Talking of tiny actresses, I was watching EastEnders on Tuesday night - I find watching it once every few months and a flick through train-abandoned tabloids is more than enough to keep up with the myriad plots - I noticed that the actress who plays Sharon appears to be rather short as well. Completely irrelevant, but I just wanted to share.

And as this has turned into an odds-and-sods, semi-stream of consciousness post about various entertainments, I was watching ER last night and found myself wondering just how much of Maura Tierney (Abby)'s salary goes to the writers and producers, for it seems that in their eyes she can do no wrong and many episodes now seem to be All About Abby, She Who Can Do No Wrong. Even Carter, who, let's remember, was dumped by her after coming to visit her straight after getting back to Chicago after a god-knows-how-long journey from the heart of the Congo, seems to spend any scene with her reminding her just how wonderful she is. Scenes involving her are starting to head down the line of French and Saunders Witless Silence sketch.

Ha. Yoshida to French and Saunders in four paragraphs. If I keep this up, I can be the Bill Deedes for the pop culture generation.

Hitchens lurch, inverted

Wednesday, March 31, 2004

Write it 100 times: 'I will not wave my order paper'

Watching Prime Minister's Questions, I was struck by how much Michael Martin resembles an exasperated schoolteacher trying to control an unruly classroom when he calls for order. It made me wonder if it could be easier to control Parliament if he was allowed to impose detention on MPs who don't show any discipline. Nothing too draconian, just making them sit through a debate they wouldn't have otherwise attended and then writing a report on it afterwards, that sort of thing. Improving democratic scrutiny and letting the public see more of their representatives at work in the chamber - who could argue with that?

Hand in hand, we'll conquer space

One of the great things about having a QFlicks subscription is that it gives me the chance to catch up with all those films I've intended to watch at some point but never got round to. Today, I finally got to see Paul Verhoeven's version of Starship Troopers. Actually, I watched it twice - one time for the regular version and then again with the commentary from Verhoeven and writer Ed Neumeier. The commentary is one of the best I've heard on a DVD - a lot of the time Verhoeven and Neumeier forget the film entirely and start discussing politics, the editorial policy of the Washington Post and Chomsky, among other subjects.

If you don't know the full background, a little enlightenment. Starship Troopers was originally a novel by Roberth Heinlein published in 1959 and to quote Nick Lowe's Interzone review (from issue 129, sadly not available online that I can see) it 'was the signal that first alerted the world to the disquieting possibility that the most influential figure in sf was completely off his trolley.' It would have been easy, as Lowe suggests, for Neumeier and Verhoeven to do what happens in most sf adaptations (and as Verhoeven had done before in turning Dick's We Can Remember It For You Wholesale into Total Recall) and throw out all but the bare man vs bugs themes of the novel and turn it into a generic sf movie.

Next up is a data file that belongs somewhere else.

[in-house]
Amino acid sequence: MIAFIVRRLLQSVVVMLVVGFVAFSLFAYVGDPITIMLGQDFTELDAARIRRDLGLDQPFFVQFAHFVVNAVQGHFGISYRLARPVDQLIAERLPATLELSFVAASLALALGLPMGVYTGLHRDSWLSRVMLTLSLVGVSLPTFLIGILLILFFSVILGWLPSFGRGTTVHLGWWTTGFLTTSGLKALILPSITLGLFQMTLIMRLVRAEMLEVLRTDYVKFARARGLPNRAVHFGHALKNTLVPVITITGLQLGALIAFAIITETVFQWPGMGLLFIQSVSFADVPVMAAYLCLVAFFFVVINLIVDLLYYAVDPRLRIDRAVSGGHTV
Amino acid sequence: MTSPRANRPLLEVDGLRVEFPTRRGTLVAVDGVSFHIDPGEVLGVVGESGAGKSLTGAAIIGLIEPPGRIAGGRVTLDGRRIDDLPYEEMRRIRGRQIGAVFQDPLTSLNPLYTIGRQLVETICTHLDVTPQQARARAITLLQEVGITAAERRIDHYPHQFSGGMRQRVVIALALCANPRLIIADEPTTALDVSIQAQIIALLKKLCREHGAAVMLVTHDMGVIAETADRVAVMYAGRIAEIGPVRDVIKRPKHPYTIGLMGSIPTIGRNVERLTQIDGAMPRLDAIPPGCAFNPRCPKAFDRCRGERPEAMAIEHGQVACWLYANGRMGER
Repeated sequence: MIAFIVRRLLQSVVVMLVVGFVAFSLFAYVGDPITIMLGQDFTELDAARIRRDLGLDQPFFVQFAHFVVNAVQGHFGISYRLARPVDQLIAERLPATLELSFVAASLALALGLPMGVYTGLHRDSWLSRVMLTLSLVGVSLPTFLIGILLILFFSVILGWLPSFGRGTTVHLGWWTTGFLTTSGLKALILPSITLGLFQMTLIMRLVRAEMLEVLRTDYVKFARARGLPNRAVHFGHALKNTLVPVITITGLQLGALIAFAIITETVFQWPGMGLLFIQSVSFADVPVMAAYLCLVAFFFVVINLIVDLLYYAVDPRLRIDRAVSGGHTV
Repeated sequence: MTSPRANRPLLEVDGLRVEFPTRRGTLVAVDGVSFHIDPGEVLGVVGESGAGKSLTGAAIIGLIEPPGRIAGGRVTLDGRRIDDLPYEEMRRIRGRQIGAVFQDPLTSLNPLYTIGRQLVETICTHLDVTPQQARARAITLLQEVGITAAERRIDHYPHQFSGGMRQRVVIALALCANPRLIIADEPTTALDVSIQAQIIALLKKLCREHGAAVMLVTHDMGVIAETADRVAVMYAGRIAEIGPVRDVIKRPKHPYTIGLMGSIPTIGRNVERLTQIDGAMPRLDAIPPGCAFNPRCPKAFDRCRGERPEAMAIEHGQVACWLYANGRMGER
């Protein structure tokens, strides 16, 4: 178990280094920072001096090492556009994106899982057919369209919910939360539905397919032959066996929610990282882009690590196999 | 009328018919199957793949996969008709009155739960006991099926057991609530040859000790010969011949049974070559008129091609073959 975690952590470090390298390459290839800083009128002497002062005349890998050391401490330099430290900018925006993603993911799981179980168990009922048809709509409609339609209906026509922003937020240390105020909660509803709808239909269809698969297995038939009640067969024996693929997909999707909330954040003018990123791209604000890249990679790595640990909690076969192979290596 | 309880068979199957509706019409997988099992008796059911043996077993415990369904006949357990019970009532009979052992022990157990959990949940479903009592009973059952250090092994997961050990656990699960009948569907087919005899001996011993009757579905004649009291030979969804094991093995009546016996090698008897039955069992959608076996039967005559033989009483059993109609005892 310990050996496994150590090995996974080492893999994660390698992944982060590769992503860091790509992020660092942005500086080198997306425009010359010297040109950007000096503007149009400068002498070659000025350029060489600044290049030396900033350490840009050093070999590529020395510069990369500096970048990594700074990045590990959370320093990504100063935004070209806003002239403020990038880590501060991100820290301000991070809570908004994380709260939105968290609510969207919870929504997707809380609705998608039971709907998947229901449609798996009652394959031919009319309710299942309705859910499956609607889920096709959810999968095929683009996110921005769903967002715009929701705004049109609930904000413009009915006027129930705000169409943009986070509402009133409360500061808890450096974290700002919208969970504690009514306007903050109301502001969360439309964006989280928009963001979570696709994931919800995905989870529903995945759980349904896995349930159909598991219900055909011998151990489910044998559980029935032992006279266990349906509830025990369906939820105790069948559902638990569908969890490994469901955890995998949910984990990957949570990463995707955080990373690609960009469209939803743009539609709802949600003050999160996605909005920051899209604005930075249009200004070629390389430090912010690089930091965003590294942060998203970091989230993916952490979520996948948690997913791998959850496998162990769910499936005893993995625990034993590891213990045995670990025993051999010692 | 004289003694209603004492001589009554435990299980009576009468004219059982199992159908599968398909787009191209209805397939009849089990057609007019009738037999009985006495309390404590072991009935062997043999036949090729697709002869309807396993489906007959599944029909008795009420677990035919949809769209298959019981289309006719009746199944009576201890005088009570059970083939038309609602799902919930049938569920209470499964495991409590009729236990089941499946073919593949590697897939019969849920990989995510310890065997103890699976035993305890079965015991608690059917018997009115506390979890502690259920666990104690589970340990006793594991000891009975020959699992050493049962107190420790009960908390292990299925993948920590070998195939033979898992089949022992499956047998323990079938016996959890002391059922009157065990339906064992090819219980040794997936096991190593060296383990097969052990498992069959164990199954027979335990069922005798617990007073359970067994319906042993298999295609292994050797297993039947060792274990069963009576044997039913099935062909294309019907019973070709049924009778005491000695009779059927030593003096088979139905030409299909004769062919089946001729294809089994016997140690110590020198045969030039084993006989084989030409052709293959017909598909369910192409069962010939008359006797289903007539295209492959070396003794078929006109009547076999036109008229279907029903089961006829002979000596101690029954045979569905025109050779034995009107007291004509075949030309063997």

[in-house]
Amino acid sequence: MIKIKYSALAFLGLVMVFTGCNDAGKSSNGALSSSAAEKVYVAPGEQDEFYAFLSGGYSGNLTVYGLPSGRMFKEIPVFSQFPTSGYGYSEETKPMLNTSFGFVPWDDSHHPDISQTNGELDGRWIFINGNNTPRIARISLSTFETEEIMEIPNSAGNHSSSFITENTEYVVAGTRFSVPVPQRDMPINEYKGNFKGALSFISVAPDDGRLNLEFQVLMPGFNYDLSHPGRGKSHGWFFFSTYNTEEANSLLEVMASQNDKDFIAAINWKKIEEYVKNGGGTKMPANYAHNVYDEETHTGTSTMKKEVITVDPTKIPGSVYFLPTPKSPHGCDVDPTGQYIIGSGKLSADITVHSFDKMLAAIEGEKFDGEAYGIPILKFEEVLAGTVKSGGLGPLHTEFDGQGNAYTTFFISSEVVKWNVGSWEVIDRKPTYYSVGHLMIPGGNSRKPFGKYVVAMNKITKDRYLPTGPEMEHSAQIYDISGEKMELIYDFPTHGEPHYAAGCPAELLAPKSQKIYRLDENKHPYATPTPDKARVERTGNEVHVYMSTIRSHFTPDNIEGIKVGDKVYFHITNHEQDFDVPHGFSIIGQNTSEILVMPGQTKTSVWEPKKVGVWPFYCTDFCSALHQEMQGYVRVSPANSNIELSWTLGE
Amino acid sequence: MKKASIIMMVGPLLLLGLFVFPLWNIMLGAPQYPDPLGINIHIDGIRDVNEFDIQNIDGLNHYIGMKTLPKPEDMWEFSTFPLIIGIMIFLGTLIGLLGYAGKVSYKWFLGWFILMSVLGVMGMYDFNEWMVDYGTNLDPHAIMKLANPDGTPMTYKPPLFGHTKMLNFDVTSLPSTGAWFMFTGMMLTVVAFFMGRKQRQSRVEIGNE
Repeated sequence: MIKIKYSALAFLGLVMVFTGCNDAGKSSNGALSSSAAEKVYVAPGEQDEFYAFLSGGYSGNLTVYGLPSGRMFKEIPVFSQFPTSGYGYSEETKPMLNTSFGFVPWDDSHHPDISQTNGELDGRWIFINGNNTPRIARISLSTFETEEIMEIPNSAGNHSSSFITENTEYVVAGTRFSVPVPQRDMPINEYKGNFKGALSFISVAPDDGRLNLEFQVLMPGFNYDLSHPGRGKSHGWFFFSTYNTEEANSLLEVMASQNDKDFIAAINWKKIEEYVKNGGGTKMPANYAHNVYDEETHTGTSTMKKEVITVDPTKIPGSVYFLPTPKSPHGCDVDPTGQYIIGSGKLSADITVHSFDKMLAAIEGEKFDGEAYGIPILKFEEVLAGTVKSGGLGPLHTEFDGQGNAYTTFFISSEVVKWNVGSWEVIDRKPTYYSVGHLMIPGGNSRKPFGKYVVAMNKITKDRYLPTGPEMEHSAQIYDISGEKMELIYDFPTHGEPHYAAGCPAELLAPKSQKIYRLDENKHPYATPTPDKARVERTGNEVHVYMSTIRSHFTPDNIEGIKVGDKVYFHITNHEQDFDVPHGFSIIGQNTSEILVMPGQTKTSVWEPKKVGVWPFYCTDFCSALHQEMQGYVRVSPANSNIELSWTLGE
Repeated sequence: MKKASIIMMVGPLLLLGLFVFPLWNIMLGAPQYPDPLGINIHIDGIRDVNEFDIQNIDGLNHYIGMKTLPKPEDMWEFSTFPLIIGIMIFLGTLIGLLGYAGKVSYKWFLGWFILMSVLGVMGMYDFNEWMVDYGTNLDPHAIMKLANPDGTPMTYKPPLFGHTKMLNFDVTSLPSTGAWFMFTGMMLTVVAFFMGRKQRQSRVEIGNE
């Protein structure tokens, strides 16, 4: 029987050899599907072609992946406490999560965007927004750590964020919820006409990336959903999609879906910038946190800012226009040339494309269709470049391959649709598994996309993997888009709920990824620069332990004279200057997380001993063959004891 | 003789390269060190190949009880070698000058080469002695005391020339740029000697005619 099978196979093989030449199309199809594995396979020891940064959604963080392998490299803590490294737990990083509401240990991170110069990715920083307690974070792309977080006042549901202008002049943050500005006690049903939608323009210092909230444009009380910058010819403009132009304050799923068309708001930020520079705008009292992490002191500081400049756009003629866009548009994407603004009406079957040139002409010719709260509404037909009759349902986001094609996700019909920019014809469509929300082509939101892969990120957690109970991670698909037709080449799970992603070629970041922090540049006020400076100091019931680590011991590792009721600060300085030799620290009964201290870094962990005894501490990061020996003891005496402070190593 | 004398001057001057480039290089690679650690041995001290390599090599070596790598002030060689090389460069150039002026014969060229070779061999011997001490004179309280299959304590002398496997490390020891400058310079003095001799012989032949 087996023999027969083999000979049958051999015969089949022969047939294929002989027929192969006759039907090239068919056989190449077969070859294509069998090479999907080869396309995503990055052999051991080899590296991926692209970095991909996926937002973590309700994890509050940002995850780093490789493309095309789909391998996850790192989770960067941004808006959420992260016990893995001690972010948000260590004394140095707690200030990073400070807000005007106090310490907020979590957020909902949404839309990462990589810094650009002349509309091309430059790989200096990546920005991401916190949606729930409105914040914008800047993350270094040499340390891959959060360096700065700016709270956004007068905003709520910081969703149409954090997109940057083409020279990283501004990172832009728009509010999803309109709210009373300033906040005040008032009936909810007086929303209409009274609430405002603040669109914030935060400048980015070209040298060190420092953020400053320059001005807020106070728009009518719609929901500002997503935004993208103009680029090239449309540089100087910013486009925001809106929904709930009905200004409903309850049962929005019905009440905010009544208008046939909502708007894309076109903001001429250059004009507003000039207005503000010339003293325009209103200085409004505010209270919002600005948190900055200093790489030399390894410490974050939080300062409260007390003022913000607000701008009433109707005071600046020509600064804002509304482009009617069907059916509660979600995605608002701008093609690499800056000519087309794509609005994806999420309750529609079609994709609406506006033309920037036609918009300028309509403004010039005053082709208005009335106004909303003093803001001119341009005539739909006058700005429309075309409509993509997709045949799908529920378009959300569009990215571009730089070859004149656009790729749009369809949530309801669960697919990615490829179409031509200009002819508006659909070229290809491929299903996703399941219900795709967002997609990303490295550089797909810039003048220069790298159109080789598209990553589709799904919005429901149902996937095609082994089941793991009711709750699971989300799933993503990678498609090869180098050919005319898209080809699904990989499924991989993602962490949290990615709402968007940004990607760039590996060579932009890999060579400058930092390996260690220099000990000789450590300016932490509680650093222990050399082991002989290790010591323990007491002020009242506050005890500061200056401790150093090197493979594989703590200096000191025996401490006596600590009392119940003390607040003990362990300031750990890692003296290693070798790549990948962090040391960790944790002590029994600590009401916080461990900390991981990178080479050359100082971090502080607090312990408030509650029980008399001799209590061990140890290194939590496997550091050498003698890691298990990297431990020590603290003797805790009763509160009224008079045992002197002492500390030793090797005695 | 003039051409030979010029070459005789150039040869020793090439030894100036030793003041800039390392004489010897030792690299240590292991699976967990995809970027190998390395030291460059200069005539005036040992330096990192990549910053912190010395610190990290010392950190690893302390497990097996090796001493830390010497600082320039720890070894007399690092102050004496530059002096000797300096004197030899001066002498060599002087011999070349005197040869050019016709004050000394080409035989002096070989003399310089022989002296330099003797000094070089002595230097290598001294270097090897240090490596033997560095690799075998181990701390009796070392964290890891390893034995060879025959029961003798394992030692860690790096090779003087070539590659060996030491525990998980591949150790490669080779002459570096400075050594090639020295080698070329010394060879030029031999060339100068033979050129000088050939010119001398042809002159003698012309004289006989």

Instead, they took the far riskier course of confronting the source material head on, keeping the whole structure of Heinlein's militaristic libertarian future and then running with it right through to the end, no matter how strange it gets. In what's perhaps their bravest move, they don't really tip the wink to the viewer that the central message of the film is 'war makes fascists of all of us' (though the Federal Network broadcasts are a bit of a hint) until about twenty minutes before the end when Neil Patrick Harris (aka Doogie Howser MD) arrives on board ship wearing what's basically a Gestapo uniform. It's Verhoeven's way of reminding you that propaganda's very good at making you cheer for the 'good guys', whoever they may be. It's worth remembering that, as a child, Verhoeven experienced the Nazi occupation of the Netherlands and, as he discusses in his commentary, being bombed by the Allies during the liberation.

It reminded me of something I read in a discussion a couple of years ago, about comparisons between Star Trek and Blake's Seven - they complement each other very well when you see Trek as a product of the Federation's propaganda section and Blake as samizdat from the resistance. To quote Lowe again: 'peel away the transhumanist slogans (of Star Trek) and you'll find the same slyly-sexualized Riefenstahlian fetish for uniforms, authority, and good old service discipline.'

Verhoeven makes a sly point with the casting as well, making use of actors who are Hollywood-'young', but clearly much older than the 18 year olds they're supposed to be, all looking recruiting poster-perfect as they're steadily groomed into accepting their place in the line for the meat grinder. But he also uses Clancy Brown and Michael Ironside, two actors who were born to appear in a film based on Heinlein. As Lowe says of the latter:
And not only is a crazed Heinlein mouthpiece the character Ironside was put on this earth to play, but he gets to do it under the director who understands better than anyone else why Ironside is a star in a firmament all to himself, and with dialogue by the one writer in Hollywood who understands why this stuff is so funny and scary to need sending for Ironside in the first place. Just to hear this man deliver the line "They sucked his brains out!" is worth sneaking in through the fire doors to see again.
Verhoeven understood that the only way to make this film was with an entirely straight face while putting tongue firmly in cheek. (Coincidentally, Con Air, the only other recent Hollywood movie to try this style that I can think of tips a wink to the audience - "Nobody moves or the bunny gets it." - at almost exactly the same point in the movie) As Michael Brooke wrote: 'Starship Troopers is one of the great anti-American political satires of recent years' (see The Voice Of The Turtle for more) and it really is worth watching if you haven't seen it before - and watching with the commentary if you have.

Tuesday, March 30, 2004

If Bill Deedes didn't exist, Craig Brown would have to invent him

How else would we get marvellous scenes like this:
All I know about Mr Blair's new friend, Col Muammar Gaddafi, comes from what Imelda Marcos of the Philippines once told me over her dinner table. She had, she declared, found him very macho; but when alone with him she had told him, "You are a good man, a religious man," and that had kept him at bay.